Giveaway Day, Revisited

Remember Giveaway Day? I was so pleased to send a handmade needle book and a pack of charm squares to a lovely woman in Wisconsin.

luxe yarn

And as luck would have it, I won a giveaway myself! Inspired Mama, who also has a Etsy shop, sent me a gorgeous skein of beautiful hand-dyed wool and silk yarn in deep reds and purples. It arrived last night in a perfectly wrapped package along with two charming fabric buttons that I forgot to photograph. She was also kind enough to send a coupon code to share with you, so if you’d like your own Inspired Mama yarn, you can enjoy 10% off any yarn subscription (that’s one or two skeins a month for three months) by using code NEWYEAR2011. The code is good through February 1. Knitters take note: this is lovely yarn. Thanks, Inspired Mama!

edited to add: here are the buttons!


Weird Etsy Find: My Pincushions?


My potted pincushions have been described as charming, lovely, unusual and just plain cute. But Etsy user jarabas has deemed them strange, in herĀ treasury of strange items. I’m totally flattered, but in my book a round pincushion isn’t half as strange as a needle felted eye or a subcutaneous magnoliopsida.

Strange As It Ever Was by jarabas on Etsy.

Weird Etsy Find: “Robot Heart”

I don’t want to sound cynical. I try to find the positive in most things. But after ten years in and around the advertising industry, I’m fairly adept at negotiating the fine line between spin and spit.

So if this seller thinks I’m going to pay $65 for a rusty piece of red metal “that got dug up near the barn,” he’s crazy. And if you give it to your beloved as an alternative to an engagement ring…then you’re crazy.

robot heart?


Giveaway Day!

This giveaway is now closed. Congratulations to #185, Jeanne, who won!

giveaway day

The lovely ladies at Sew Mama Sew! have organized their semi-annual Giveaway Day, and I’m delighted to take part again. Thank you for all your helpful comments back in May!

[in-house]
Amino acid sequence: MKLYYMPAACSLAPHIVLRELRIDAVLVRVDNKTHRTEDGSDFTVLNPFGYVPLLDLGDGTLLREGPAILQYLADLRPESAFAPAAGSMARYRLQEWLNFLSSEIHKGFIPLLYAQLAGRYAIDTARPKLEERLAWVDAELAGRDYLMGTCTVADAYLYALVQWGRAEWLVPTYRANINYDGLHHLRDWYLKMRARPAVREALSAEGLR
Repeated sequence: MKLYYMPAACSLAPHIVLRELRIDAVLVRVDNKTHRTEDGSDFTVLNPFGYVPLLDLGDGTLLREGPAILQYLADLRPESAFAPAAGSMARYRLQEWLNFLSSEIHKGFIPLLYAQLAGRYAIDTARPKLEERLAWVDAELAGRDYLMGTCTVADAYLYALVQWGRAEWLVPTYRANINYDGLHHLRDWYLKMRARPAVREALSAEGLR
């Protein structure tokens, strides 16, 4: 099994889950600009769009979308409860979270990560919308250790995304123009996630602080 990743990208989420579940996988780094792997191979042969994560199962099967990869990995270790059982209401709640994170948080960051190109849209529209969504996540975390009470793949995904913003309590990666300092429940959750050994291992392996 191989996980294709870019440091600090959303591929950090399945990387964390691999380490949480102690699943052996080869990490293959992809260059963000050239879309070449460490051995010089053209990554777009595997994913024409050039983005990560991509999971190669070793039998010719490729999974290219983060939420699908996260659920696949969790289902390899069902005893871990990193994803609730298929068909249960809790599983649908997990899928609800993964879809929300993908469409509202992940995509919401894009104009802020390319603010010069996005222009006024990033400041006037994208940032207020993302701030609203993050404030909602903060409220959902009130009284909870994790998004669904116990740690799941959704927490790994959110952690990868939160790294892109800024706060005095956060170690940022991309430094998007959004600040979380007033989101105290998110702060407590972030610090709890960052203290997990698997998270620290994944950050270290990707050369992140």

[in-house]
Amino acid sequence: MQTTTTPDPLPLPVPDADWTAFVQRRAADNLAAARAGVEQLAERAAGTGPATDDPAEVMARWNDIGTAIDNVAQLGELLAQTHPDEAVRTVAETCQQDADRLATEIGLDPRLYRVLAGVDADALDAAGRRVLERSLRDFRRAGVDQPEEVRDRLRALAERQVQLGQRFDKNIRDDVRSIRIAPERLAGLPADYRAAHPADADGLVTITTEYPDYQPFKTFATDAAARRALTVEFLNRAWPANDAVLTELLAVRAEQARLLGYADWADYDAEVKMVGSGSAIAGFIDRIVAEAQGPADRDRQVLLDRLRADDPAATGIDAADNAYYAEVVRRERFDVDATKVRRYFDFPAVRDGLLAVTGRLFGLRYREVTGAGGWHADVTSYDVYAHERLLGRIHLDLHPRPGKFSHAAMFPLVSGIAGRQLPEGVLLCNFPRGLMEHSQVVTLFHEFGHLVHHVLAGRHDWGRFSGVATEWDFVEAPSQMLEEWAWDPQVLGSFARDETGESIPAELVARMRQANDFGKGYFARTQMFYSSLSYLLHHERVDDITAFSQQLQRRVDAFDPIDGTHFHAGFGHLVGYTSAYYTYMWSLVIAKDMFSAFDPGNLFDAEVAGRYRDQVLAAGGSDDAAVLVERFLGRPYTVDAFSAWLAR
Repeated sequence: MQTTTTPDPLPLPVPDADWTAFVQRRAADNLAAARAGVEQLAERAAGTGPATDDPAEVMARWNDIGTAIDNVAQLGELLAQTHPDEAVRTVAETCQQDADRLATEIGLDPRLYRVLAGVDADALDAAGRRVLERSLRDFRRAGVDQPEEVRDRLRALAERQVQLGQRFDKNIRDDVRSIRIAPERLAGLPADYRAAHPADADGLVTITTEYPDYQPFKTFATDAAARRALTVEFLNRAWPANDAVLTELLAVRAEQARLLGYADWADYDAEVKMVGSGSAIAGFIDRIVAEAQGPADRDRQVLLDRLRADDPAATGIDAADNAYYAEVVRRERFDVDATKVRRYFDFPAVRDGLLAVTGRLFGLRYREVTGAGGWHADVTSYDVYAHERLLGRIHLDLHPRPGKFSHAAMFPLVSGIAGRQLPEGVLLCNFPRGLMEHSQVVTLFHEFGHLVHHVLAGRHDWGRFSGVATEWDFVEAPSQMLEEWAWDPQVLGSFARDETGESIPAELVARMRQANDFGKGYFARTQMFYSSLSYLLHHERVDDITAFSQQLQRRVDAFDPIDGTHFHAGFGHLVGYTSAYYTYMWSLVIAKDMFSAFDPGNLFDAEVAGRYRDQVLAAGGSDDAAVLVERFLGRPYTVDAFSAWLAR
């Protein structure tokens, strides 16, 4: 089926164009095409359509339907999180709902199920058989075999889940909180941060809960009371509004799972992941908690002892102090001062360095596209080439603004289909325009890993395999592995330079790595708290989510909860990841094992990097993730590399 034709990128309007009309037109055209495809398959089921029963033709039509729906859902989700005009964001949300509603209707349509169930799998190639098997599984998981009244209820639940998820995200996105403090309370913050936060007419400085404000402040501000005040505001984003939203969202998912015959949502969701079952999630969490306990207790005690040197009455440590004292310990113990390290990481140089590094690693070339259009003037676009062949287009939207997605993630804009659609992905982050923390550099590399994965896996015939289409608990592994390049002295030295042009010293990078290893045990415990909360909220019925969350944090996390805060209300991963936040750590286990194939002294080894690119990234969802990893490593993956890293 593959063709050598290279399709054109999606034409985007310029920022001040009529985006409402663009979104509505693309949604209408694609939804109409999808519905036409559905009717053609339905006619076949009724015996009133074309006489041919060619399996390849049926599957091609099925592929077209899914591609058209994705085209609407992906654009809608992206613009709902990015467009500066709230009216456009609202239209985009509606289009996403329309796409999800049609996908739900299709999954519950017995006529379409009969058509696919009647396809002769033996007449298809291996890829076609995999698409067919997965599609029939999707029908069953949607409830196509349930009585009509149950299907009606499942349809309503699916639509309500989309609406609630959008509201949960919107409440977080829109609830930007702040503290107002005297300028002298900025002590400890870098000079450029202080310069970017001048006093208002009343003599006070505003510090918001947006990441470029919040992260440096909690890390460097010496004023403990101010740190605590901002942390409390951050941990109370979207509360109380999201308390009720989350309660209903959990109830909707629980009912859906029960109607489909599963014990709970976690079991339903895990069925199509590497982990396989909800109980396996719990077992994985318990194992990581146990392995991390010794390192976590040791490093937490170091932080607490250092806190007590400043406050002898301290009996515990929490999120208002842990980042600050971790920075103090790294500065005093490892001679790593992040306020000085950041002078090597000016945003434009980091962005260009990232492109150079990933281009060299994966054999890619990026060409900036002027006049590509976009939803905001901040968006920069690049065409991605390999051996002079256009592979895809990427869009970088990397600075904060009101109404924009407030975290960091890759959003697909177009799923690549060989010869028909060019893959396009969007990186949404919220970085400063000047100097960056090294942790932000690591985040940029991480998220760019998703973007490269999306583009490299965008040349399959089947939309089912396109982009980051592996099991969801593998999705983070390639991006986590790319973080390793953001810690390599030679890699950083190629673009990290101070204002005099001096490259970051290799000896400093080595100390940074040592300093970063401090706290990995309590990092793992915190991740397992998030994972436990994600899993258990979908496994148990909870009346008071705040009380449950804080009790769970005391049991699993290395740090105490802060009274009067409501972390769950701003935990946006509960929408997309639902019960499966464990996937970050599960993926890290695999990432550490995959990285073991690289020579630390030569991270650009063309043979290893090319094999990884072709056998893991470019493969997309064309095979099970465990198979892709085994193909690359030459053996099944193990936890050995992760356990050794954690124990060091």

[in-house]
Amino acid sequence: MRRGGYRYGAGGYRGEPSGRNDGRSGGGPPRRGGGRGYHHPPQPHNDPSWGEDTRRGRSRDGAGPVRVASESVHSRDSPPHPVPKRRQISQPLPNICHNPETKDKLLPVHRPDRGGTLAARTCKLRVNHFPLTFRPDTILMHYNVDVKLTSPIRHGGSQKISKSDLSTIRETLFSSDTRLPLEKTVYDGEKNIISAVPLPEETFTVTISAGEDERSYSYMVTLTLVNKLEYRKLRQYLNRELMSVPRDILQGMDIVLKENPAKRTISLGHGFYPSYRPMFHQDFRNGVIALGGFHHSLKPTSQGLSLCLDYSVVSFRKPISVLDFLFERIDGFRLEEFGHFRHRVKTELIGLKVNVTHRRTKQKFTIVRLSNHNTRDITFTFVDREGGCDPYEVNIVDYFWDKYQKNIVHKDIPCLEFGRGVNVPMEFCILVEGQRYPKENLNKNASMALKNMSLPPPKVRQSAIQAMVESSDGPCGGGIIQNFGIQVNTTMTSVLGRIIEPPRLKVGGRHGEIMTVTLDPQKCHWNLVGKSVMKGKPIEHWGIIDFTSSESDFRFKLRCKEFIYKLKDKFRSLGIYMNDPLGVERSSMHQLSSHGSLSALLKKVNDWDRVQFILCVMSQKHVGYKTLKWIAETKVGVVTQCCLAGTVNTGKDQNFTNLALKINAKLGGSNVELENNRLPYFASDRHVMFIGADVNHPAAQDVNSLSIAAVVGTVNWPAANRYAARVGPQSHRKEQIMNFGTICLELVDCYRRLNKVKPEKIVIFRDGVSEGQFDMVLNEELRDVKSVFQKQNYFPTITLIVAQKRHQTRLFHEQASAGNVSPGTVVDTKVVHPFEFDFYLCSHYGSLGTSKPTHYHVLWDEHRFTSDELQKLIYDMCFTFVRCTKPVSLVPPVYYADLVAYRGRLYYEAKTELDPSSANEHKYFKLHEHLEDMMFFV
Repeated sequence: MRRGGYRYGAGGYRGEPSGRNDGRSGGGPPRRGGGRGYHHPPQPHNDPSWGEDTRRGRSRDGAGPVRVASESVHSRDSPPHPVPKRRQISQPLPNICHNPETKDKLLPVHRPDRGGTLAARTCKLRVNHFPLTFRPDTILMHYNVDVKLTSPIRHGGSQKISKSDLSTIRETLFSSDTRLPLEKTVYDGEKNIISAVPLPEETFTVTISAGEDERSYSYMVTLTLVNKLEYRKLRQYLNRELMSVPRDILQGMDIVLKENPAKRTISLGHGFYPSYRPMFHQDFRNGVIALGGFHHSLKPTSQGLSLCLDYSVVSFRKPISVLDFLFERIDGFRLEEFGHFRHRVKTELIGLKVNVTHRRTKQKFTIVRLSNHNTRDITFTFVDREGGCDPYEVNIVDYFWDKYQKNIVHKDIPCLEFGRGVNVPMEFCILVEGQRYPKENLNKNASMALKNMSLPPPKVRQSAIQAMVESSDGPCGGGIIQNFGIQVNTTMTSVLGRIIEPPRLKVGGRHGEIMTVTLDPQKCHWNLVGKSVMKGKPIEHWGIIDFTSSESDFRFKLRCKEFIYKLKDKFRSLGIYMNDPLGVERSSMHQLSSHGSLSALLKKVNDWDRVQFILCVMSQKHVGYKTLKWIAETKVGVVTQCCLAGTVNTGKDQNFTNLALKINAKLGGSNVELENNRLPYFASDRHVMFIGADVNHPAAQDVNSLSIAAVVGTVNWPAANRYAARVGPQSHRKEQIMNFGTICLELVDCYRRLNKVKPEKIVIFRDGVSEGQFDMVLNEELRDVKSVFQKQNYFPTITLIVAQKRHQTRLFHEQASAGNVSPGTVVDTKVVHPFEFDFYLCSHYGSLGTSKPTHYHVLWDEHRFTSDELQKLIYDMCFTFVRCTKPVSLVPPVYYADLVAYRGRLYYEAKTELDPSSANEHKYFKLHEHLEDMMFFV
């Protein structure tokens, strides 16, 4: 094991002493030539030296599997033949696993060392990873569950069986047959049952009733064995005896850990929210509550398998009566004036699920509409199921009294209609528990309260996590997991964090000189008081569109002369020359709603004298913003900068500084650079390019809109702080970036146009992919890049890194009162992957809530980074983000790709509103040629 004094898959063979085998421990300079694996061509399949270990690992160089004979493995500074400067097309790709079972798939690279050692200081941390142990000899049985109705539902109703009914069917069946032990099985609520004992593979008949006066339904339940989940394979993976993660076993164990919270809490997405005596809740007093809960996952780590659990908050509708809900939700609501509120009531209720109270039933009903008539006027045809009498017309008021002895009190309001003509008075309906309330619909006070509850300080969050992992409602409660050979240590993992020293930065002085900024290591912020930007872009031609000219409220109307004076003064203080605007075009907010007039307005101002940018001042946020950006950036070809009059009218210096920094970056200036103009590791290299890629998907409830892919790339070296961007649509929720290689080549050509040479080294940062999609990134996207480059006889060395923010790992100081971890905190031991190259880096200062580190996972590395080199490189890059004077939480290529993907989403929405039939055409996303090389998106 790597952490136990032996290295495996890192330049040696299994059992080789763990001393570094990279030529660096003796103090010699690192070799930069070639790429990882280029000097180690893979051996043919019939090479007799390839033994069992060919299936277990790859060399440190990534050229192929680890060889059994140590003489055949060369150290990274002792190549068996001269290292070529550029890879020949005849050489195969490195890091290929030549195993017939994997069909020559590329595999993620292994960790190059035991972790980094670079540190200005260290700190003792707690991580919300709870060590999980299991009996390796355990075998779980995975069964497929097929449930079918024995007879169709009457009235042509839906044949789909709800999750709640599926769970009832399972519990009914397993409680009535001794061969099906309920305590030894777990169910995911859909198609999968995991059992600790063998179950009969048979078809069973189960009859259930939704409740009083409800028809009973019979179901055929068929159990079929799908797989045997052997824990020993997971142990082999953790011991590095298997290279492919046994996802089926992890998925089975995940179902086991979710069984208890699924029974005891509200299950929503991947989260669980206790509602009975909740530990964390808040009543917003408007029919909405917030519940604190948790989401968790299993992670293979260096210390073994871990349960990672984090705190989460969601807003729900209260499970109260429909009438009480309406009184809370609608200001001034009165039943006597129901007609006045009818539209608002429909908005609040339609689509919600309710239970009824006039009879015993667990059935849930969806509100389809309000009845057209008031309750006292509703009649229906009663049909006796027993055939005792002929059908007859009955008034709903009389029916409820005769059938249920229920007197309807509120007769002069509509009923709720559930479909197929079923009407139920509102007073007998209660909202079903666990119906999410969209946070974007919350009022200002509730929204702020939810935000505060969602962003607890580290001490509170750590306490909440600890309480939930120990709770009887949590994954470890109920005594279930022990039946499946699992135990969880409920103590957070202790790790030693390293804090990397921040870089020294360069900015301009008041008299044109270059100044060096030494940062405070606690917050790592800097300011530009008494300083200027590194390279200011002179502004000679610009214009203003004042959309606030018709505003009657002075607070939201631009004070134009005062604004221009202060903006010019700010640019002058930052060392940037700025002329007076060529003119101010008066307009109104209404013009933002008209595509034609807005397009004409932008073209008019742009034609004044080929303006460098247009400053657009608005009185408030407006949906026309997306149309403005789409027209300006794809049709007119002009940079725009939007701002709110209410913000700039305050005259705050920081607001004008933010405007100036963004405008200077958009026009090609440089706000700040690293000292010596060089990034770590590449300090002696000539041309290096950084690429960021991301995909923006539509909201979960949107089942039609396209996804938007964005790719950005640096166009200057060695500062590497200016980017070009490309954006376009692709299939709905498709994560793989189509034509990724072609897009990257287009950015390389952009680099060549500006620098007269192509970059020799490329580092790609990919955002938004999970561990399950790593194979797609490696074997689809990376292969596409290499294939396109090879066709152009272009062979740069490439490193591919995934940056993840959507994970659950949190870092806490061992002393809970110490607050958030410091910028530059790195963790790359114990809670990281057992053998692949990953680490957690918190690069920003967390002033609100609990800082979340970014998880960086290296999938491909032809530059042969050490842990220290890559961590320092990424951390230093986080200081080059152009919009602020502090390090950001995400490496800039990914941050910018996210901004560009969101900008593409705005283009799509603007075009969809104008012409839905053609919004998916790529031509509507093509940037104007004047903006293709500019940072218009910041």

Needle Book and Charm Pack

One technique I grew particularly fond of this year was patchwork. I tend to save all my little bits and pieces, and I enjoy watching how my brain starts to make visual sense of the various colors and patterns that collect in my scrap drawer. I gravitate towards organizational projects: buckets, bags, pincushions…andĀ this adorable needle book pattern from Patchwork Posse (which I first saw during Sew Mama Sew’s stash buster month).

To win this handmade needle book, along with a charm pack of 42 5″x5″ squares from the various projects I’ve made this year, just visit my Etsy shop, Petite Legume, and leave a comment on this post telling me which item is your favorite. (If you “favorite” it on Etsy, too, I’d be so very appreciative, but it’s not required.)

The needle book contains 4 double-sided eco-felt pages and secures with an elastic around a vintage metal button.

And if your holiday shopping needs a kick in the pants, please use coupon code APPARENTLY2010 for 10% off anything in my Etsy shop. Happy holidays!

The Fine Print: This giveaway will remain open until 6pm EST on Friday, December 17. The winner will be chosen by random number generator and will be contacted by email. If the winner does not respond within 48 hours, a new winner will be chosen at random. This giveaway is open to U.S. residents, with apologies to those who live elsewhere, but if you’d ever had to wait in line at my local post office, you’d understand.

Crafting Like It’s 1978


Click for a closer view

You know what I loved as a kid? Shrinky Dinks. I think they were second only to stained-glass suncatchers as a crafty activity. Why was I so drawn to crafts that required melting stinky plastic in the toaster oven?

Many years later, I’ve discovered Shrinky Dinks again, thanks to Etsy and the blogosphere, although now that I’m a grown-up I’m probably supposed to refer to the material as “shrink plastic.” These Etsy sellers make lovely rings, and these two sites demonstrate how supposedly easy it is to make them. Can you see where this is going?